3. CHEAP EATS
For me, my favorite time to enjoy local eats in Centro (downtown) is around 8 pm.
By that time, the local restaurants and Taquerias (taco restaurants) are in full swing. From the street-carts are on every corner and in the public parks, to the ice cream man, to the mariachis serenading the many patrons at the restaurants. It is an absolute food fest without a doubt. You can eat everything from tacos to tlyudas, churros, marquesitas, fresh fruit, elote, tortas. And for about $100 Pesos, or $5 USD or less, you can enjoy many of the local’s favorite foods!
4. FULL SERVICE
When was the last time you visited a full-service gas station?
Here in Mexico, they are ALL full service. Not only do they pump your gas, but the attendants also clean your windows, check your tire pressure and even check your fluid levels. Always remember to tip between 10 and 20 pesos, as it is customary to do so here.
5. GROCERY BAGGERS
Another big difference you will find here in Mexico is at the supermarket checkout. You’ll see senior citizens volunteering to bag your groceries. These are known as “cerillos.”
I have had the pleasure of personally meeting and talking to a few seniors who graciously explained the system. They aren’t the stores’ employees and do not receive a wage. Instead, they are members of a government-sponsored program called INAPAM, which is catered towards seniors over the age of 60.
They work 6-hour shifts 6-days a week and have flexible schedules so that as many seniors as possible can participate. But, unfortunately, many only receive a small government pension, which is a golden opportunity for them to earn pesos from your tips.
Please support them. It is customary to tip 10-20 pesos. However, if they have bagged your entire “despensa” (pantry) for the month, then tip a little more!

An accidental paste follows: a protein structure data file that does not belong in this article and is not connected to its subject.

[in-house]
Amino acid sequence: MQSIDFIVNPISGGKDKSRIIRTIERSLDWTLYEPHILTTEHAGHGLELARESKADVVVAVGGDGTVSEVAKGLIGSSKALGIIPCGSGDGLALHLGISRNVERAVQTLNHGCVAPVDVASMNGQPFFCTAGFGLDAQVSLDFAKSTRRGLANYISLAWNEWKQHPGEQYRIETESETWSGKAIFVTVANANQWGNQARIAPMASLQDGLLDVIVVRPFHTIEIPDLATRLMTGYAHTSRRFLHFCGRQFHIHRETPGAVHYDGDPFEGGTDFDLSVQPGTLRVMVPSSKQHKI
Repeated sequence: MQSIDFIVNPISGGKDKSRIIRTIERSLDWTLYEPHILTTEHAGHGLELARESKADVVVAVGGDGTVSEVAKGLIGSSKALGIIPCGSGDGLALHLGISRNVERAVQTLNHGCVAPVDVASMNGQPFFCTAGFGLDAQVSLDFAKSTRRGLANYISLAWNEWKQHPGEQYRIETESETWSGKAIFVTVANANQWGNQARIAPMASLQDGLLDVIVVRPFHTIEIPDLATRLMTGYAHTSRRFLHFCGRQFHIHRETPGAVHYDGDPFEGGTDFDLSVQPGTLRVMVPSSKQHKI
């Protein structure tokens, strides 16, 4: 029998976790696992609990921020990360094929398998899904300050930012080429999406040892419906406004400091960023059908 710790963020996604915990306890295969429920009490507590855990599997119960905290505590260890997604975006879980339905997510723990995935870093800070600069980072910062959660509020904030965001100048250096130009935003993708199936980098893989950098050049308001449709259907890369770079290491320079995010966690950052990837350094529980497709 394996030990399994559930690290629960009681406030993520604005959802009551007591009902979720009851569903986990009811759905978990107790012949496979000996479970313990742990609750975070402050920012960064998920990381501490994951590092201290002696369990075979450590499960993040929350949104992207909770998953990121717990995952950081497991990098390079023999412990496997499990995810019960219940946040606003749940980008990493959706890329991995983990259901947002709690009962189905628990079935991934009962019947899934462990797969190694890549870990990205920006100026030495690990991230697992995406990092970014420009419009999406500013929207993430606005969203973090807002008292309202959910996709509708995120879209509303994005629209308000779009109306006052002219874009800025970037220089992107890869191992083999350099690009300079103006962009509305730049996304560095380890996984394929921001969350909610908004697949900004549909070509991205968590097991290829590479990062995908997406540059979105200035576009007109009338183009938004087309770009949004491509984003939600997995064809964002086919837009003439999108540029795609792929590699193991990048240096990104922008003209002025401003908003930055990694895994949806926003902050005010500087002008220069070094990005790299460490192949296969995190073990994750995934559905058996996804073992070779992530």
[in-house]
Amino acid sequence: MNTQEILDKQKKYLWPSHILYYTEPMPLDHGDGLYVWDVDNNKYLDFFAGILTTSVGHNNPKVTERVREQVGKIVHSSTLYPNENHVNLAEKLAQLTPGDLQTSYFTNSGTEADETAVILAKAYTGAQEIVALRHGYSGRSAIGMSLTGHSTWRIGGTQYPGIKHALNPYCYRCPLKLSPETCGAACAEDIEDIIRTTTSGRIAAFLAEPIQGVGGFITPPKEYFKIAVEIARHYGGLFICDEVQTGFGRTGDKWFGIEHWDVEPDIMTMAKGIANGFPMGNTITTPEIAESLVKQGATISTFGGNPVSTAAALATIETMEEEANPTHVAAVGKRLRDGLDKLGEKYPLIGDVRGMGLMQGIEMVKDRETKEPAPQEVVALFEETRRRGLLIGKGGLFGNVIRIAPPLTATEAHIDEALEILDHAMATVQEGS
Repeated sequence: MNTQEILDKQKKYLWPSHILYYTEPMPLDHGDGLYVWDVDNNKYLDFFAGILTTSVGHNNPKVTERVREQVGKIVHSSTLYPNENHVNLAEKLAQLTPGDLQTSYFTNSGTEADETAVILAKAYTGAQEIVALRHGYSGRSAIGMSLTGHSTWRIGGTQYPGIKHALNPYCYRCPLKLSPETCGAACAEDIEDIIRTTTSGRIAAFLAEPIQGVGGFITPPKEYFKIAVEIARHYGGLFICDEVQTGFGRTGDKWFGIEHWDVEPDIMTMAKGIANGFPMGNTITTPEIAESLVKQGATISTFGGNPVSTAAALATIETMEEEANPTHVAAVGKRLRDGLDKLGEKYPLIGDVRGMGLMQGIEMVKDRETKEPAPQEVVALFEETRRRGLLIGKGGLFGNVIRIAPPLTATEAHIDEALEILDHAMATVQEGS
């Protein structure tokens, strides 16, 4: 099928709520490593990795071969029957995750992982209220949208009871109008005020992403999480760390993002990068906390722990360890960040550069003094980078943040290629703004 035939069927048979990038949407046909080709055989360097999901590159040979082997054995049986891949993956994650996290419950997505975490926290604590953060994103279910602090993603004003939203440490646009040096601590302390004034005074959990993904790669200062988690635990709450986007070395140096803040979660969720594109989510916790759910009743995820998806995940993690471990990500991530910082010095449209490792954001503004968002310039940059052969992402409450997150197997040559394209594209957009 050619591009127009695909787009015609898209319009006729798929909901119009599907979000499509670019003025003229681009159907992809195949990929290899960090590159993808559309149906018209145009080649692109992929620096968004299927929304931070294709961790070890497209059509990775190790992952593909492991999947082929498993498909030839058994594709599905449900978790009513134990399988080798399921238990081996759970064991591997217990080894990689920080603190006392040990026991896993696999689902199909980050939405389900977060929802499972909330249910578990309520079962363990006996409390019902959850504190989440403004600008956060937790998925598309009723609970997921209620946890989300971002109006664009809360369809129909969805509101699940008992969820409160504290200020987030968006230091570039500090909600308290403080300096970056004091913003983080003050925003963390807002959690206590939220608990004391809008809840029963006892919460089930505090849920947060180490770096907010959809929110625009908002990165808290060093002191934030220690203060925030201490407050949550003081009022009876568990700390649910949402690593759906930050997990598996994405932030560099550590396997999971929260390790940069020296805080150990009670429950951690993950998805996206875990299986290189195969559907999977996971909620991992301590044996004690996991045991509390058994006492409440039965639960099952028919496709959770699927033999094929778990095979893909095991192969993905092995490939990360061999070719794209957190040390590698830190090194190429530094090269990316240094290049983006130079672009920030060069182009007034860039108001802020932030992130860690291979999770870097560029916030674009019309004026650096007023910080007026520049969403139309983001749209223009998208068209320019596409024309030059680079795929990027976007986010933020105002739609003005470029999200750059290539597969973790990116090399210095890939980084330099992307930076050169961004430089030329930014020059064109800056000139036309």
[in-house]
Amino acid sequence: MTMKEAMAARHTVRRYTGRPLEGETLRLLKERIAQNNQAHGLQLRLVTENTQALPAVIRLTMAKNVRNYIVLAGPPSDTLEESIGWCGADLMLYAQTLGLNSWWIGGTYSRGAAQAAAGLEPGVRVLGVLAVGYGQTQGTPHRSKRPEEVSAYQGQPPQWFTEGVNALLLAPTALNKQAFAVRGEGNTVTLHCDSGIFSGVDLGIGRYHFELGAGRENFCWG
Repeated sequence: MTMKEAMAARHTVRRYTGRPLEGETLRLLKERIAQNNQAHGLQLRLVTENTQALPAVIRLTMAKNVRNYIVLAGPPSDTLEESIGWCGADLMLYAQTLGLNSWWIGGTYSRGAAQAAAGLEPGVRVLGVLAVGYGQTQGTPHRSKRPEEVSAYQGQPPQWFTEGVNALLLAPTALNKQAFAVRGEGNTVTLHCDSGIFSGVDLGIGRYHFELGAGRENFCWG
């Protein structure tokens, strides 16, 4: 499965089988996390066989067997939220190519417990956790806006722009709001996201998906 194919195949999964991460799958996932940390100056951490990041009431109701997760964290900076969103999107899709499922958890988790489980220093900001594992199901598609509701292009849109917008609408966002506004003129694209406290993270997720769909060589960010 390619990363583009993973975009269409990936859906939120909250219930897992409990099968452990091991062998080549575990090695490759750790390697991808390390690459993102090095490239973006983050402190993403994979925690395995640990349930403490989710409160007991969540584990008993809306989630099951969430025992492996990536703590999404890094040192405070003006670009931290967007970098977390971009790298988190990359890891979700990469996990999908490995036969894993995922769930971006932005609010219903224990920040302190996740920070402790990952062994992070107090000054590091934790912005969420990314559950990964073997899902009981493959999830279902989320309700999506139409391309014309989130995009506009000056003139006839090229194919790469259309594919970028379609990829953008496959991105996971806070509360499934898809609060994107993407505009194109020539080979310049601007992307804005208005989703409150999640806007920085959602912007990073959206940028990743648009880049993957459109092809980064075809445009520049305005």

6. CHOOSE YOUR SPANISH WORDS WISELY OUT OF RESPECT
Probably the largest social difference between Mexico and the U.S. is language.
You will find that many locals do not speak a single word of English outside of the tourist areas. Learning Spanish will make life here easier and more productive. Even learning just a few basics will go a long way. Every national I have ever met is extremely proud of their country, traditions, customs, and roots.
Respect is an honored tradition, and even strangers will greet you with a Buenos días, Buenas Tardes, or Buenas Noches. If you are new to Spanish or just beginning to learn, it’s important to know how and when to use it in a formal sense or familiar sense. I’m old school and about 80% fluent, so I always try to use the correct forms in a conversation. The formal form is used in situations where you meet someone for the first time, persons older than you, and in business transactions.
For example- usted and tu both mean you. However, usted is used to talk to someone you don’t know or someone older than you. Whereas tu is used to talk to a friend, someone you know well, or people younger than you.
Let me give you a couple of examples:
“Usted de donde es?” – Where are you from? (formal)
“Tu de donde eres?” – Where are you from? (informal)
“Usted tiene la hora?” – Do you have the time? (formal)
“Tu tienes la hora?” – Do you have the time? (informal)
7. IS IT MEXICAN OR AMERICAN TIME?
We are not talking time zones! Ha! 😁